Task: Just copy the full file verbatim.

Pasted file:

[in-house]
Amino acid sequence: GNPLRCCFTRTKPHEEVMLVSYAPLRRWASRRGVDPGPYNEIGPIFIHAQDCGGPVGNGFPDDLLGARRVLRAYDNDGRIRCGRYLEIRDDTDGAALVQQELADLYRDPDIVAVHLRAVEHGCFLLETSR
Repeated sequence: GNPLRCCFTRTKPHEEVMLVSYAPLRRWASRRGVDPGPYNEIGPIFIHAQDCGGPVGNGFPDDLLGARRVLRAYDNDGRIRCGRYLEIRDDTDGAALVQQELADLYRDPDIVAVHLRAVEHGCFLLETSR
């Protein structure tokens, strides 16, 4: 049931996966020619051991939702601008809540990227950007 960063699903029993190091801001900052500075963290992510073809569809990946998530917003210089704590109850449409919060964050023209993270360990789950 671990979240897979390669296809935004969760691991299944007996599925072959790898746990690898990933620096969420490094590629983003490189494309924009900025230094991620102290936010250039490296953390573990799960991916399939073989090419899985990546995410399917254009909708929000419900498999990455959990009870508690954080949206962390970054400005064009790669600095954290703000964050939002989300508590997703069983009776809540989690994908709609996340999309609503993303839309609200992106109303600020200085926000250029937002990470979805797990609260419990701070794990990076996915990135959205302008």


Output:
[in-house]
Amino acid sequence: GNPLRCCFTRTKPHEEVMLVSYAPLRRWASRRGVDPGPYNEIGPIFIHAQDCGGPVGNGFPDDLLGARRVLRAYDNDGRIRCGRYLEIRDDTDGAALVQQELADLYRDPDIVAVHLRAVEHGCFLLETSR
Repeated sequence: GNPLRCCFTRTKPHEEVMLVSYAPLRRWASRRGVDPGPYNEIGPIFIHAQDCGGPVGNGFPDDLLGARRVLRAYDNDGRIRCGRYLEIRDDTDGAALVQQELADLYRDPDIVAVHLRAVEHGCFLLETSR
């Protein structure tokens, strides 16, 4: 049931996966020619051991939702601008809540990227950007 960063699903029993190091801001900052500075963290992510073809569809990946998530917003210089704590109850449409919060964050023209993270360990789950 671990979240897979390669296809935004969760691991299944007996599925072959790898746990690898990933620096969420490094590629983003490189494309924009900025230094991620102290936010250039490296953390573990799960991916399939073989090419899985990546995410399917254009909708929000419900498999990455959990009870508690954080949206962390970054400005064009790669600095954290703000964050939002989300508590997703069983009776809540989690994908709609996340999309609503993303839309609200992106109303600020200085926000250029937002990470979805797990609260419990701070794990990076996915990135959205302008």